The school borders the busy Via Cassia on one side and a green zone of rolling hills on the other - amazing to find in the midst of a huge city. The cafeteria serves Italian food - risotto cooked with radicchio one day, pasta with pesto the next. Best of all, there is a coffee bar in the school, and kind staff members kept bringing me freshly brewed cappuccino between sessions! (Sets a new standard for author visits.)
On either side of the days of presenting, I got to explore Rome, with sights like the Pantheon, the majesty of which no photograph can convey.
And I got to experience - and get stuck in while traveling back from Florence - the biggest snowfall Rome has seen in decades, some say in 55 years!
My host, upper school principal Ken Kunin, shared some of the books he's used as references for faculty training on cultural competency, including Readings for Diversity and Social Justice, in which I found this gem of a passage in a Patricia J. Williams essay on intentional color blindness, "The Emperor's New Clothes" (here's an excerpt):
"... I do think that to a very great extent we dream our worlds into being. For better or worse, our customs and laws, our culture and society are sustained by the myths we embrace, the stories we recirculate to explain what we behold. I believe that racism's hardy persistence and immense adaptability are sustained by a habit of human imagination, deflective rhetoric, and hidden license. I believe no less that an optimistic course might be charted if only we could imagine it.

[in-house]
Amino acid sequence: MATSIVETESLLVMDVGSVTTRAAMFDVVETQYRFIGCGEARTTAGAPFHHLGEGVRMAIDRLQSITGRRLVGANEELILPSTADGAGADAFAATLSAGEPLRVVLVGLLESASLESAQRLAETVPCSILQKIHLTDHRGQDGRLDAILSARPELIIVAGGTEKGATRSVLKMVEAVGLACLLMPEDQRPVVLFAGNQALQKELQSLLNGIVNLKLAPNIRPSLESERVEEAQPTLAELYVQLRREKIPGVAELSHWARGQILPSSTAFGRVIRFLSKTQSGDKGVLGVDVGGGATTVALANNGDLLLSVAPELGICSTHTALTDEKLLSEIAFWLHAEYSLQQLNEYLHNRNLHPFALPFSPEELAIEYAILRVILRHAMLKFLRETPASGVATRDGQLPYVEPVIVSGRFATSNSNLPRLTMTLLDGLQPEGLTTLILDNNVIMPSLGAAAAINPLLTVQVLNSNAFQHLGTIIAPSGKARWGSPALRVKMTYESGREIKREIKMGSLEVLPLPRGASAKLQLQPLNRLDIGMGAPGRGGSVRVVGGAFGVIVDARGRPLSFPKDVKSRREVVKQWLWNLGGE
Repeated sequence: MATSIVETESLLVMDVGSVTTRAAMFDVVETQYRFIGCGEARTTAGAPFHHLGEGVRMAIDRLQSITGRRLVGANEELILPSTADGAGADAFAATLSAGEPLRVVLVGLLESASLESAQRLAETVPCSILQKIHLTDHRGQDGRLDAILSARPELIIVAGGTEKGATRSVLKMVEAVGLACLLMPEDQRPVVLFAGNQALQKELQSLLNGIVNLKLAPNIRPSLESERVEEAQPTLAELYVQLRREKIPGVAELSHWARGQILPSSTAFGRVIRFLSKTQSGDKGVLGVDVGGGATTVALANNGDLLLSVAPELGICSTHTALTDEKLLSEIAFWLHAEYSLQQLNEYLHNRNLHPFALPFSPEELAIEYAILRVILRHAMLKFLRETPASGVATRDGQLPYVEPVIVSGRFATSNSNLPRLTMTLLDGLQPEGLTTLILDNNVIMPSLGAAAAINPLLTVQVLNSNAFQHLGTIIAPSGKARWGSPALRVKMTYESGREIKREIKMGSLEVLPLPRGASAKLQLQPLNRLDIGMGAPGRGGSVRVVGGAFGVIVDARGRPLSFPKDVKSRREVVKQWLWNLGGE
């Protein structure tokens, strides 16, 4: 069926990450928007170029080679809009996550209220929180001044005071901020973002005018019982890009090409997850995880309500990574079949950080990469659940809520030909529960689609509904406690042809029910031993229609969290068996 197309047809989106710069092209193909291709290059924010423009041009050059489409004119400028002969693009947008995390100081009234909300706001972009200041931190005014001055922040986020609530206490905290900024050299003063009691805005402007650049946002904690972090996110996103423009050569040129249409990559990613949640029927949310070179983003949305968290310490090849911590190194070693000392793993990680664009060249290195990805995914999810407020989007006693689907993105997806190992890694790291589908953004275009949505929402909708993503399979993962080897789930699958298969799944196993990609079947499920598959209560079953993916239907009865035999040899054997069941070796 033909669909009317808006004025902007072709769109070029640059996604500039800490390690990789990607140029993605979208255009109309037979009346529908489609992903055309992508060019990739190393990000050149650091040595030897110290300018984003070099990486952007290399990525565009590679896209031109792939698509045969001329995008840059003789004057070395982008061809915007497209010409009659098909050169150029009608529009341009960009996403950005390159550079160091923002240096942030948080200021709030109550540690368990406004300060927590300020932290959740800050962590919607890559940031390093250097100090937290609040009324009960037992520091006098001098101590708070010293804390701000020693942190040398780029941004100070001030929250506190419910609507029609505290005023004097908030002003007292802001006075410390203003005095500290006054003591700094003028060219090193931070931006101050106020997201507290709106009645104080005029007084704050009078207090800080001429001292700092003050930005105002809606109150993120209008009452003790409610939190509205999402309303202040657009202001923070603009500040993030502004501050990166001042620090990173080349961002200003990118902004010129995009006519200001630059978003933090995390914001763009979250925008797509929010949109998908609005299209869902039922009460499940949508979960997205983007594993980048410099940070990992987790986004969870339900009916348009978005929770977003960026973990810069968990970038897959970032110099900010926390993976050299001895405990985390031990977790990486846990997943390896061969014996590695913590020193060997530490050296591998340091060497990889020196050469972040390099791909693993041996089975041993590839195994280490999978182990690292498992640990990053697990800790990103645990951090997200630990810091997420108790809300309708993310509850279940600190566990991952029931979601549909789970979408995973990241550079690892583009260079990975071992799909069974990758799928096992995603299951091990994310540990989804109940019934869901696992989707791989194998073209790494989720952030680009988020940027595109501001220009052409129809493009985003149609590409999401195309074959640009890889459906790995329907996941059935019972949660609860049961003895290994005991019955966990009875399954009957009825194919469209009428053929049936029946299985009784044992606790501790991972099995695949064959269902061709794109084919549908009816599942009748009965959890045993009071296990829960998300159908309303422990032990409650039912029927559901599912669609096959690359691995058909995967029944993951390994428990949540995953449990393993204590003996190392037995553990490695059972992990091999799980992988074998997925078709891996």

What a world it would be if we could all wake up and see all of ourselves reflected in the world, not merely in a territorial sense but with a kind of nonexclusive entitlement that grants not so much possession as investment. A peculiarly anachronistic notion of investment, I suppose, at once both ancient and futuristic. An investment that envisions each of us in each other."